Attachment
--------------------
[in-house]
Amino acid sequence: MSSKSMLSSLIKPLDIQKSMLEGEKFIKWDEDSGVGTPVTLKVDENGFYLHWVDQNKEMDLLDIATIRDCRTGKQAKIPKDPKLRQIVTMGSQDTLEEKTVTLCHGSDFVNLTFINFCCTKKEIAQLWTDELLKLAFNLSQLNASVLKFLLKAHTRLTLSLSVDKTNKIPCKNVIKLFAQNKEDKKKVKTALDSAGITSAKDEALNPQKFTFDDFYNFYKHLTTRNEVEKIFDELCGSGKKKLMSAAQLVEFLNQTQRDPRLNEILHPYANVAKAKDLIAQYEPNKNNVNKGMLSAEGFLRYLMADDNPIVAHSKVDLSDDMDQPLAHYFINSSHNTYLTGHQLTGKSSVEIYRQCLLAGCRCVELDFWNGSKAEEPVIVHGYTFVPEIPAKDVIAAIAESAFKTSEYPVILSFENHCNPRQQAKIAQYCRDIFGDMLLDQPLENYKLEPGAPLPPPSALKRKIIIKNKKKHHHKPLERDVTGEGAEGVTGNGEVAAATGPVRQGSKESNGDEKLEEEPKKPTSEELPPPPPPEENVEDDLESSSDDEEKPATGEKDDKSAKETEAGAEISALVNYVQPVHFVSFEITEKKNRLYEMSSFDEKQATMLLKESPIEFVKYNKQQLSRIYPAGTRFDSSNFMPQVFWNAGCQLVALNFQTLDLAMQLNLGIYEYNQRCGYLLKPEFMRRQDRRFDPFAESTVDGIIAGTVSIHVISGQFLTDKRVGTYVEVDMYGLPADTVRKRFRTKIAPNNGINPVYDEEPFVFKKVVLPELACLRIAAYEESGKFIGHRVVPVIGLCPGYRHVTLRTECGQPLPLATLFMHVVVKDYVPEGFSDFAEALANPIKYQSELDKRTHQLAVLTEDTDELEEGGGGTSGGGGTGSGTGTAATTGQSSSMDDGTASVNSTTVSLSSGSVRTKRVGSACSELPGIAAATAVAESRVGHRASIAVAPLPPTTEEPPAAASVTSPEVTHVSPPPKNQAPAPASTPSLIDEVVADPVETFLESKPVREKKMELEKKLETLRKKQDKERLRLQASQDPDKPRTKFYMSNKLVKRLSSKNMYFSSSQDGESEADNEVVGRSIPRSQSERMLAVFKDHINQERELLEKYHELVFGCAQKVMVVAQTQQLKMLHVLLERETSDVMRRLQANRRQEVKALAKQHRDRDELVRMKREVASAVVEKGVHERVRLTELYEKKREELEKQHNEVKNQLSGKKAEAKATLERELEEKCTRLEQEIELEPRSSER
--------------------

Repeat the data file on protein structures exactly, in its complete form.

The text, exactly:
[in-house]
Amino acid sequence: MSSKSMLSSLIKPLDIQKSMLEGEKFIKWDEDSGVGTPVTLKVDENGFYLHWVDQNKEMDLLDIATIRDCRTGKQAKIPKDPKLRQIVTMGSQDTLEEKTVTLCHGSDFVNLTFINFCCTKKEIAQLWTDELLKLAFNLSQLNASVLKFLLKAHTRLTLSLSVDKTNKIPCKNVIKLFAQNKEDKKKVKTALDSAGITSAKDEALNPQKFTFDDFYNFYKHLTTRNEVEKIFDELCGSGKKKLMSAAQLVEFLNQTQRDPRLNEILHPYANVAKAKDLIAQYEPNKNNVNKGMLSAEGFLRYLMADDNPIVAHSKVDLSDDMDQPLAHYFINSSHNTYLTGHQLTGKSSVEIYRQCLLAGCRCVELDFWNGSKAEEPVIVHGYTFVPEIPAKDVIAAIAESAFKTSEYPVILSFENHCNPRQQAKIAQYCRDIFGDMLLDQPLENYKLEPGAPLPPPSALKRKIIIKNKKKHHHKPLERDVTGEGAEGVTGNGEVAAATGPVRQGSKESNGDEKLEEEPKKPTSEELPPPPPPEENVEDDLESSSDDEEKPATGEKDDKSAKETEAGAEISALVNYVQPVHFVSFEITEKKNRLYEMSSFDEKQATMLLKESPIEFVKYNKQQLSRIYPAGTRFDSSNFMPQVFWNAGCQLVALNFQTLDLAMQLNLGIYEYNQRCGYLLKPEFMRRQDRRFDPFAESTVDGIIAGTVSIHVISGQFLTDKRVGTYVEVDMYGLPADTVRKRFRTKIAPNNGINPVYDEEPFVFKKVVLPELACLRIAAYEESGKFIGHRVVPVIGLCPGYRHVTLRTECGQPLPLATLFMHVVVKDYVPEGFSDFAEALANPIKYQSELDKRTHQLAVLTEDTDELEEGGGGTSGGGGTGSGTGTAATTGQSSSMDDGTASVNSTTVSLSSGSVRTKRVGSACSELPGIAAATAVAESRVGHRASIAVAPLPPTTEEPPAAASVTSPEVTHVSPPPKNQAPAPASTPSLIDEVVADPVETFLESKPVREKKMELEKKLETLRKKQDKERLRLQASQDPDKPRTKFYMSNKLVKRLSSKNMYFSSSQDGESEADNEVVGRSIPRSQSERMLAVFKDHINQERELLEKYHELVFGCAQKVMVVAQTQQLKMLHVLLERETSDVMRRLQANRRQEVKALAKQHRDRDELVRMKREVASAVVEKGVHERVRLTELYEKKREELEKQHNEVKNQLSGKKAEAKATLERELEEKCTRLEQEIELEPRSSER